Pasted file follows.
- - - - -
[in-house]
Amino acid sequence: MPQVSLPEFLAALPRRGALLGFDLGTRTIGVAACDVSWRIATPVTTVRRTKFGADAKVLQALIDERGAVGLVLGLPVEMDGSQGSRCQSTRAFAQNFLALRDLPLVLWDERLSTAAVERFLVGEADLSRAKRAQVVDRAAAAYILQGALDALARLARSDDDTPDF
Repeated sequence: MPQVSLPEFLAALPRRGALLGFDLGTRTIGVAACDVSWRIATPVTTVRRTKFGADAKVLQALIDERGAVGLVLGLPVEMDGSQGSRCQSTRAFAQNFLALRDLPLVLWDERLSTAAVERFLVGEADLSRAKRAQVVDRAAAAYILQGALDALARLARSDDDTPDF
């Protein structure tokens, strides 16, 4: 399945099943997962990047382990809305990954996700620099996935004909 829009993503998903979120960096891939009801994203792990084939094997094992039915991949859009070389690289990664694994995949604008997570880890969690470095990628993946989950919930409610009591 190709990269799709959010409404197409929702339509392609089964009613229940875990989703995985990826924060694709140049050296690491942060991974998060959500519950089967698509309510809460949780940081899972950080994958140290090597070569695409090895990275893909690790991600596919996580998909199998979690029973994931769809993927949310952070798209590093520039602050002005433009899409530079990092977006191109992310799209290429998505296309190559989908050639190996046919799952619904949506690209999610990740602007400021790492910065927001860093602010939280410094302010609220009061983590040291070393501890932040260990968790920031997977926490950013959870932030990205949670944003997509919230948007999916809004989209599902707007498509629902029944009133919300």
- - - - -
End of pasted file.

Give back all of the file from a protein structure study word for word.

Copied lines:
[in-house]
Amino acid sequence: MPQVSLPEFLAALPRRGALLGFDLGTRTIGVAACDVSWRIATPVTTVRRTKFGADAKVLQALIDERGAVGLVLGLPVEMDGSQGSRCQSTRAFAQNFLALRDLPLVLWDERLSTAAVERFLVGEADLSRAKRAQVVDRAAAAYILQGALDALARLARSDDDTPDF
Repeated sequence: MPQVSLPEFLAALPRRGALLGFDLGTRTIGVAACDVSWRIATPVTTVRRTKFGADAKVLQALIDERGAVGLVLGLPVEMDGSQGSRCQSTRAFAQNFLALRDLPLVLWDERLSTAAVERFLVGEADLSRAKRAQVVDRAAAAYILQGALDALARLARSDDDTPDF
């Protein structure tokens, strides 16, 4: 399945099943997962990047382990809305990954996700620099996935004909 829009993503998903979120960096891939009801994203792990084939094997094992039915991949859009070389690289990664694994995949604008997570880890969690470095990628993946989950919930409610009591 190709990269799709959010409404197409929702339509392609089964009613229940875990989703995985990826924060694709140049050296690491942060991974998060959500519950089967698509309510809460949780940081899972950080994958140290090597070569695409090895990275893909690790991600596919996580998909199998979690029973994931769809993927949310952070798209590093520039602050002005433009899409530079990092977006191109992310799209290429998505296309190559989908050639190996046919799952619904949506690209999610990740602007400021790492910065927001860093602010939280410094302010609220009061983590040291070393501890932040260990968790920031997977926490950013959870932030990205949670944003997509919230948007999916809004989209599902707007498509629902029944009133919300």